Moonrise Kingdom Review

Allow me to preface this review, by saying that I have no insight into the mind of Wes Anderson whatsoever. I have only seen The Life Aquatic with Steve Zissou and it was a long time ago and I remember being interested, but apparently I was interested enough to watch it again or watch any other Anderson movies, until now. If I were to describe Moonrise Kingdom in one word I think I’d have to say pleasant.

While watching this unique film there were many moments where it was hard not to just smile at all the wonder and oddities. It was simple enough tale, but with wit and whimsy a love story unfolds seemingly through the eyes and innocence of a child, which is very fitting because at the heart of this tale is the blossoming love between two children, Sam and Suzy.

Moonrise Kingdom is actually at times a very real story and some of the undertones can be very serious at times, but because of the way it’s told it always feels as though we’re in one of the magical worlds in one of the books Suzy reads throughout. It makes choices and sticks with them. It’s very consistent and quite funny, but you laugh for all kinds of different reasons than you would had you been watching the average comedy that comes out these days.

Moonrise Kingdom cared more about its characters and the story it was telling and at the same time it was a funny story so the laughs just came naturally. For the most part, everything just worked and fell right into place. The casting was great especially the two main characters played by Kara Hayward and Jared Gilman. Bruce Willis was another standout in a very different role for him. All and all, behind the screen and in front of the screen, everyone was doing their job well because they created something here that is completely pleasant.

Grade: A

Top Ten Coen Characters

In the universe of the greatest directors known to man, The Coen Brothers, there’s always a lot going on. Most of it unorthodox and all of it enjoyable. These feats are made possible through the amazing characters they develop or sometimes just randomly throw in there for a bit of fun.

In each Coen film there’s always some type of entertainment that can be brought from almost every character. Maybe its because of his/her sick and twisted humor they crack at random moments, maybe its because of their affection and kindness towards even the rudest person, or maybe its because their penchant for laziness. Either way, there’s so many different ones to choose from, these are my favorites.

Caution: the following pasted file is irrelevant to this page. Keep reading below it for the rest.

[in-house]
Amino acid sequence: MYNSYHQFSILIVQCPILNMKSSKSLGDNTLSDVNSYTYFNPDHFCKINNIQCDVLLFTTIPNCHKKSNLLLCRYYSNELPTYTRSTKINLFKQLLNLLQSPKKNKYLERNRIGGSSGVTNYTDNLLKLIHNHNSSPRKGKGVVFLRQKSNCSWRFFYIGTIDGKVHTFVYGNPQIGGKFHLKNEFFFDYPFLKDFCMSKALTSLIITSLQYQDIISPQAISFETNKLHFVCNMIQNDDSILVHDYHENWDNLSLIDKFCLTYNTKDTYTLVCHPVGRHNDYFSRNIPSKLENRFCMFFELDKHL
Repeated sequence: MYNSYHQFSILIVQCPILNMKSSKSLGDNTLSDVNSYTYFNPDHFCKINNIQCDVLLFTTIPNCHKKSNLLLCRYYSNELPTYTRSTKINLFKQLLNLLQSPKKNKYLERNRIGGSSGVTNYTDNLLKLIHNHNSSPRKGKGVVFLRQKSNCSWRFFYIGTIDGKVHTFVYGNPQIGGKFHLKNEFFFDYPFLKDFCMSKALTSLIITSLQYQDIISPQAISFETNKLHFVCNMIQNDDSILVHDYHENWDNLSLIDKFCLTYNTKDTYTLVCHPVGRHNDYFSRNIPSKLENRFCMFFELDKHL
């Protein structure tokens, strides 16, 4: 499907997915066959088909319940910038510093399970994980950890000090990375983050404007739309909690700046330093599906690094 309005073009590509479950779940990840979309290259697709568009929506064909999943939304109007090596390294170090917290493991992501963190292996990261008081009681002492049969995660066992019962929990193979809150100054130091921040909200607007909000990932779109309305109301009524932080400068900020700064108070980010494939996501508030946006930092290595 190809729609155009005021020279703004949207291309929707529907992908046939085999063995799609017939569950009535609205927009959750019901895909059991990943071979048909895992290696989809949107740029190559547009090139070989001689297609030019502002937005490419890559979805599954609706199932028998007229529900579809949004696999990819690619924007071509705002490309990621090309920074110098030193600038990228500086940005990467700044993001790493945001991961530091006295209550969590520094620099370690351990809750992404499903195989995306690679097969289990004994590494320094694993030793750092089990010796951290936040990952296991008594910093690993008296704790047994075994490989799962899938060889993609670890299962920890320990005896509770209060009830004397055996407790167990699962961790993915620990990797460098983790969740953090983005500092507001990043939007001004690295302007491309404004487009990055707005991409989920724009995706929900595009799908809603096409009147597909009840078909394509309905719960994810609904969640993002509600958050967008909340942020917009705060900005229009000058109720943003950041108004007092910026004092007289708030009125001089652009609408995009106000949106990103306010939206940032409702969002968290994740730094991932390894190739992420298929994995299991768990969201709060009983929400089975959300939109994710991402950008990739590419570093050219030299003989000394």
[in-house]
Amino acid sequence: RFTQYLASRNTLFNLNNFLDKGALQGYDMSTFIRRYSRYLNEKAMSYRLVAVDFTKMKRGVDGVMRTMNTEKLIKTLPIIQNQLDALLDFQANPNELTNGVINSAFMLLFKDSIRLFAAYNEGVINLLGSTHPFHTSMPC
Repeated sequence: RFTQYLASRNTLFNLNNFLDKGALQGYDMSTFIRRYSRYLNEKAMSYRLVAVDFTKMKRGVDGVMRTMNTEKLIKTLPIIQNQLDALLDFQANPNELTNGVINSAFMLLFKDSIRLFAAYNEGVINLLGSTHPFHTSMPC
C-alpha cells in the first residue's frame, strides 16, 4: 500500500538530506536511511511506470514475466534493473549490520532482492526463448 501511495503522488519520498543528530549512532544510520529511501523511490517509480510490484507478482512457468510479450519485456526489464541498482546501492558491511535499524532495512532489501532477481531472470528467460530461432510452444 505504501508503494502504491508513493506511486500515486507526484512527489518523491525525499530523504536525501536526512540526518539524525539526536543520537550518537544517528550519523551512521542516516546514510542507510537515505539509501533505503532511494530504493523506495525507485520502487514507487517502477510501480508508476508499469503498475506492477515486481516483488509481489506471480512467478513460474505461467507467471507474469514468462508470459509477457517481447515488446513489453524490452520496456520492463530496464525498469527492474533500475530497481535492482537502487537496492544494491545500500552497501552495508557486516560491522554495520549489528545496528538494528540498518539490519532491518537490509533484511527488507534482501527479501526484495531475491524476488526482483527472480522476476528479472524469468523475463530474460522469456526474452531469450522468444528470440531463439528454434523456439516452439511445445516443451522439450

10. Loren Visser (Blood Simple)

Out of the Coen Brothers first movie comes one of the sleaziest dirt bags known to film, Loren Visser. Everything he does is unethical and everything he says is made somehow disturbing. There’s not much he won’t do to bring in a quick buck. He’s the ultimate dirt ball you’d absolutely never want to meet. Not to mention he has one of the greatest maniacal laughs ever put on screen.

9. Chad Feldheimer (Burn After Reading)

Chad is down right stupid and dimwitted. If you really look at his dialogue, your kind of wondering why anyone would find it funny because its almost too forced. Brad Pitt plays it to perfection and I am in stitches every single time he’s on screen. You really couldn’t see it played any other way after seeing Mr. Pitt do it so hilariously. I love Feldheimer to death by the end of it all.

8. Mattie Ross (True Grit)

The quick-witted and persistent 14-year-old who drives the plot of the Coen Bros. masterfully made western is an unquestionable candidate for this list. She’s young but at the same time smart and she’ll stop at nothing to see the avenging of her father through. A truly entertaining character that you can’t stop feeling for based on the way the character is perfectly performed and what the character’s endgame is.

7. Leonard Smalls (Raising Arizona)

Even though I love the Coen Brothers and find basically everthing they make a masterpiece in one way or another, I’m actually not a huge fan of Raising Arizona. Its not that I don’t like the movie, it’s that I don’t believe it stacks up to their other films. I can not, however, deny my love for the motorcyclist from hell, Leonard Smalls. You don’t get to see him much in the film, but when you do, your eyes are wide with appeal, at least mine are.

6. Marge Gunderson (Fargo)